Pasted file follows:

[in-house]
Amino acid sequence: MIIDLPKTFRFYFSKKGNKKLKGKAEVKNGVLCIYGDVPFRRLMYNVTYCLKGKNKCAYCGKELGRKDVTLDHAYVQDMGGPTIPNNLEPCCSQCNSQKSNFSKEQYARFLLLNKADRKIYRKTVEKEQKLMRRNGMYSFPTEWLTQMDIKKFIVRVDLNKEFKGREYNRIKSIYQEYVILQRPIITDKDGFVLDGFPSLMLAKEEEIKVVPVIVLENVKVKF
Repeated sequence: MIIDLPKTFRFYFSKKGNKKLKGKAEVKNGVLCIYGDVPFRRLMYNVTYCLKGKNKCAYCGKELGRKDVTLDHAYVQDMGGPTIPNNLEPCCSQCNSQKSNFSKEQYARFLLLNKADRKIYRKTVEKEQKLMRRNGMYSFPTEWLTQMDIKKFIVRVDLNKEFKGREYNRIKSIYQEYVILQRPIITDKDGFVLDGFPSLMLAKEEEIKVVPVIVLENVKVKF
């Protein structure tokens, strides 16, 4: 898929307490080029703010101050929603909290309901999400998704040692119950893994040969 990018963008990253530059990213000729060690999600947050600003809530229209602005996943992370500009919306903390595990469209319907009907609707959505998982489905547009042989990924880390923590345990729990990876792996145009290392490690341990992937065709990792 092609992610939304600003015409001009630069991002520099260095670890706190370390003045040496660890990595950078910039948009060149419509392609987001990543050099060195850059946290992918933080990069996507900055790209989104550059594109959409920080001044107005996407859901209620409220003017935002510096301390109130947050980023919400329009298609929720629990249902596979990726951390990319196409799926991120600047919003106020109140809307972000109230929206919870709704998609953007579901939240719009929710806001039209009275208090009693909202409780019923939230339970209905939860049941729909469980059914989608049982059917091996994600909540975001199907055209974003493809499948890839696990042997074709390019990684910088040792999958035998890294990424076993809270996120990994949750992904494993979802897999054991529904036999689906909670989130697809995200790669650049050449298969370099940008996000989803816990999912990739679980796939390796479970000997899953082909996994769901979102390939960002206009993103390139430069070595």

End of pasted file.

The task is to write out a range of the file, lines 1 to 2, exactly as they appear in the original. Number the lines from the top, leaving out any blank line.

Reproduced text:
[in-house]
Amino acid sequence: MIIDLPKTFRFYFSKKGNKKLKGKAEVKNGVLCIYGDVPFRRLMYNVTYCLKGKNKCAYCGKELGRKDVTLDHAYVQDMGGPTIPNNLEPCCSQCNSQKSNFSKEQYARFLLLNKADRKIYRKTVEKEQKLMRRNGMYSFPTEWLTQMDIKKFIVRVDLNKEFKGREYNRIKSIYQEYVILQRPIITDKDGFVLDGFPSLMLAKEEEIKVVPVIVLENVKVKF